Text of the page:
“The threat is much more immediate now and so it’s clear that we can’t repeat the same approach – failed approach of the past,” McMaster saidduring a security conference with Homeland Security Secretary John Kelly. “The President has directed us to not do that and to prepare a range of options, including a military option, which nobody wants to take.”
“What we have to do is prepare all options because the President has made clear to us that he will not accept a nuclear power in North Korea and a threat that can target the United States and target the American population.”
CIA Director Mike Pompeo recently indicated how seriously President Trump views the standoff with North Korea.
“I hardly ever escape a day at the White House without the President asking me about North Korea and how it is that the United States is responding to that threat,” he said during an interview with MSNBC’s Hugh Hewitt. “It’s very much at the top of his mind.”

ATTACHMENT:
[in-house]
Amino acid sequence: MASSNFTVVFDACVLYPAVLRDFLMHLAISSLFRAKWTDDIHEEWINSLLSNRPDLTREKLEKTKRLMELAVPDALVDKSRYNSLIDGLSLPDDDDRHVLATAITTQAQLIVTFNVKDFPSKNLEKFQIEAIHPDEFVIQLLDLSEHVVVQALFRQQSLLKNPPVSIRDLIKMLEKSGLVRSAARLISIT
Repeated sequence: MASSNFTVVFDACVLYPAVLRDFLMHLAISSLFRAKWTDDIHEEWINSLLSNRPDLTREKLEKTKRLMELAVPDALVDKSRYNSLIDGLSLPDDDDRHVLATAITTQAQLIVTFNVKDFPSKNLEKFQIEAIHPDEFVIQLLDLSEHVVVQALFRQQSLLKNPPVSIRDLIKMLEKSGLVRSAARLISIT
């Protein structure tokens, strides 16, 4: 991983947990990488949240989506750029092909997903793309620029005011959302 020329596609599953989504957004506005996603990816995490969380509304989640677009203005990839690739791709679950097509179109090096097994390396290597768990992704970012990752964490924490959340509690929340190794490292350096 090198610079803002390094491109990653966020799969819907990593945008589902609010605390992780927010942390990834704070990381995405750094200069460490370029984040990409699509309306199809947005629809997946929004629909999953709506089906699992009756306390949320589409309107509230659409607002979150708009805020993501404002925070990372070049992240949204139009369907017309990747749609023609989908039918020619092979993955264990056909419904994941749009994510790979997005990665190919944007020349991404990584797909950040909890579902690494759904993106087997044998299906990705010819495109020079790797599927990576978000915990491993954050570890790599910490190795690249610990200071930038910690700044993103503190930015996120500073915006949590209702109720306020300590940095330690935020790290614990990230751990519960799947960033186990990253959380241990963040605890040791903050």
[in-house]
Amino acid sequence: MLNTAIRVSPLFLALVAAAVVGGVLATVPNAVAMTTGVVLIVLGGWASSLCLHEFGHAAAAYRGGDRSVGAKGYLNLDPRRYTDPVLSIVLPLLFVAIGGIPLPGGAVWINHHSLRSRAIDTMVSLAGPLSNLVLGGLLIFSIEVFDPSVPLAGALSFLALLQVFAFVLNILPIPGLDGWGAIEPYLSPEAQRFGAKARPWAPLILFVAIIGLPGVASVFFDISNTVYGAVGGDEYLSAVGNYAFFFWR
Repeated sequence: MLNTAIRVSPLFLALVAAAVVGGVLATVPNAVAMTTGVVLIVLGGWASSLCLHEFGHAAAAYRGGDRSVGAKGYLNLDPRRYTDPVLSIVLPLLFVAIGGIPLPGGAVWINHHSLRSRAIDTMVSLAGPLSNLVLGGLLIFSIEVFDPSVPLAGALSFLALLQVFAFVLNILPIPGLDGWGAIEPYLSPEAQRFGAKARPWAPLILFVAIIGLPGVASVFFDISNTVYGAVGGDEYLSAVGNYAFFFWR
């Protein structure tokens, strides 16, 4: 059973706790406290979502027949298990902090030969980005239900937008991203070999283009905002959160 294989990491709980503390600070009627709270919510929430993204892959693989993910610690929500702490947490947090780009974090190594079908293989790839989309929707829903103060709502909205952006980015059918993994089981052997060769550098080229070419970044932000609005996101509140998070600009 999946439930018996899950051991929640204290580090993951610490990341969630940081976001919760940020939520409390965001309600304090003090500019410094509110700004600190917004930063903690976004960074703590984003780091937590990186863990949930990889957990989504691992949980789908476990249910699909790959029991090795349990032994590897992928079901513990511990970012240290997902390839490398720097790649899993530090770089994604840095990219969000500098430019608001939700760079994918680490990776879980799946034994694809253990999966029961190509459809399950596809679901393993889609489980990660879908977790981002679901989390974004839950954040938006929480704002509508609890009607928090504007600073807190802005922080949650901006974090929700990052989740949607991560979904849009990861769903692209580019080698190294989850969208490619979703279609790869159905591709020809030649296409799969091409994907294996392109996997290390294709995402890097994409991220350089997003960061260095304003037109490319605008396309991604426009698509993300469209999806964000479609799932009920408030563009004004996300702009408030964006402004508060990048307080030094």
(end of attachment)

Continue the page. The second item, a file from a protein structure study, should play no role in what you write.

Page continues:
McMaster’s comments come one day before President Trump is set to meet with recently-elected South Korean President Moon Jae-in, who appears to be backing away from his past advocacy for a softer approach towards North Korea.
“Together we will achieve the dismantlement of North Korea’s nuclear program, peace on the Korean Peninsula and eventually peace in Northeast Asia,” Moon said.
“There’s recognition that there has to be more pressure on the regime. I think what you’ll see in coming days and weeks are efforts to do that,” McMaster suggested.
A dispute over America’s recent deployment of the THAAD (Terminal High-Altitude Area Defense) system to South Korea is likely to be on the agenda during the talks.
Moon’s government delayed its deployment, ordering an environmental review before allowing more launchers for the system.
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